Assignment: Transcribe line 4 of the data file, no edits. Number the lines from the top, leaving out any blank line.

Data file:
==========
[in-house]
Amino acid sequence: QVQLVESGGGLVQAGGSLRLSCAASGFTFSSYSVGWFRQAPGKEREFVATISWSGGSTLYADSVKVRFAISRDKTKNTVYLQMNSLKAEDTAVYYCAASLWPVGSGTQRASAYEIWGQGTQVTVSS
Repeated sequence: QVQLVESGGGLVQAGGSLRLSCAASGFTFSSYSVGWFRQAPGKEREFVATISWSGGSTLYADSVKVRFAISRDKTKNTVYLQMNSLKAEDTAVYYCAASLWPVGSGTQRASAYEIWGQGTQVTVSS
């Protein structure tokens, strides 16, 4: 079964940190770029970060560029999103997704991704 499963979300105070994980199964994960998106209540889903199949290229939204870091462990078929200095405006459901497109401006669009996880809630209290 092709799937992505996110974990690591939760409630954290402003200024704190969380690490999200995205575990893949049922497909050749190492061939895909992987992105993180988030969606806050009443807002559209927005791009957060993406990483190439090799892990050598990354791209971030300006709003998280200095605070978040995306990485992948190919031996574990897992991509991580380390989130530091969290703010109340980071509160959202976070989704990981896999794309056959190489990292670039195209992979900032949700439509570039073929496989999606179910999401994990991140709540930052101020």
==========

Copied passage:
């Protein structure tokens, strides 16, 4: 079964940190770029970060560029999103997704991704 499963979300105070994980199964994960998106209540889903199949290229939204870091462990078929200095405006459901497109401006669009996880809630209290 092709799937992505996110974990690591939760409630954290402003200024704190969380690490999200995205575990893949049922497909050749190492061939895909992987992105993180988030969606806050009443807002559209927005791009957060993406990483190439090799892990050598990354791209971030300006709003998280200095605070978040995306990485992948190919031996574990897992991509991580380390989130530091969290703010109340980071509160959202976070989704990981896999794309056959190489990292670039195209992979900032949700439509570039073929496989999606179910999401994990991140709540930052101020």